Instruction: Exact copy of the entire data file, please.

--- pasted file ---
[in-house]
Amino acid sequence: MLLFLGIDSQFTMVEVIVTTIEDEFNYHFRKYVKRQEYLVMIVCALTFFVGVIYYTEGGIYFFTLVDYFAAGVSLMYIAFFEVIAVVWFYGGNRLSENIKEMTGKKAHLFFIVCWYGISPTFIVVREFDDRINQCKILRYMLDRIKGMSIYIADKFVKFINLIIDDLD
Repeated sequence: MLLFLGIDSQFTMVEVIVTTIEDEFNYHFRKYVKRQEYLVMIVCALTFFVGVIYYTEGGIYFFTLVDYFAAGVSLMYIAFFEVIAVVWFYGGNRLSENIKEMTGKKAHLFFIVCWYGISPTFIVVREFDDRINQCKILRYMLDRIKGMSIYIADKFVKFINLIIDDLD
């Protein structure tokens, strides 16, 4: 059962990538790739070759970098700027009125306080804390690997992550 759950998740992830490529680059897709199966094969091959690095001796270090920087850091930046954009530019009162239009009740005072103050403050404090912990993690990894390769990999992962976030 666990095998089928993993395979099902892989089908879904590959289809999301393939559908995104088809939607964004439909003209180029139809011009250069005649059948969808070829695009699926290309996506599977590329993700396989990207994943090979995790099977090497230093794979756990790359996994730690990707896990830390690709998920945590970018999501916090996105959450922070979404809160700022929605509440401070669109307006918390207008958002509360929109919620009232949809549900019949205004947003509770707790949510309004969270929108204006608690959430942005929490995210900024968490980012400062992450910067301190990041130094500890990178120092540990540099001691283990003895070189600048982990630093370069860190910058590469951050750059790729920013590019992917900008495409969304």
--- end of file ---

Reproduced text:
[in-house]
Amino acid sequence: MLLFLGIDSQFTMVEVIVTTIEDEFNYHFRKYVKRQEYLVMIVCALTFFVGVIYYTEGGIYFFTLVDYFAAGVSLMYIAFFEVIAVVWFYGGNRLSENIKEMTGKKAHLFFIVCWYGISPTFIVVREFDDRINQCKILRYMLDRIKGMSIYIADKFVKFINLIIDDLD
Repeated sequence: MLLFLGIDSQFTMVEVIVTTIEDEFNYHFRKYVKRQEYLVMIVCALTFFVGVIYYTEGGIYFFTLVDYFAAGVSLMYIAFFEVIAVVWFYGGNRLSENIKEMTGKKAHLFFIVCWYGISPTFIVVREFDDRINQCKILRYMLDRIKGMSIYIADKFVKFINLIIDDLD
């Protein structure tokens, strides 16, 4: 059962990538790739070759970098700027009125306080804390690997992550 759950998740992830490529680059897709199966094969091959690095001796270090920087850091930046954009530019009162239009009740005072103050403050404090912990993690990894390769990999992962976030 666990095998089928993993395979099902892989089908879904590959289809999301393939559908995104088809939607964004439909003209180029139809011009250069005649059948969808070829695009699926290309996506599977590329993700396989990207994943090979995790099977090497230093794979756990790359996994730690990707896990830390690709998920945590970018999501916090996105959450922070979404809160700022929605509440401070669109307006918390207008958002509360929109919620009232949809549900019949205004947003509770707790949510309004969270929108204006608690959430942005929490995210900024968490980012400062992450910067301190990041130094500890990178120092540990540099001691283990003895070189600048982990630093370069860190910058590469951050750059790729920013590019992917900008495409969304």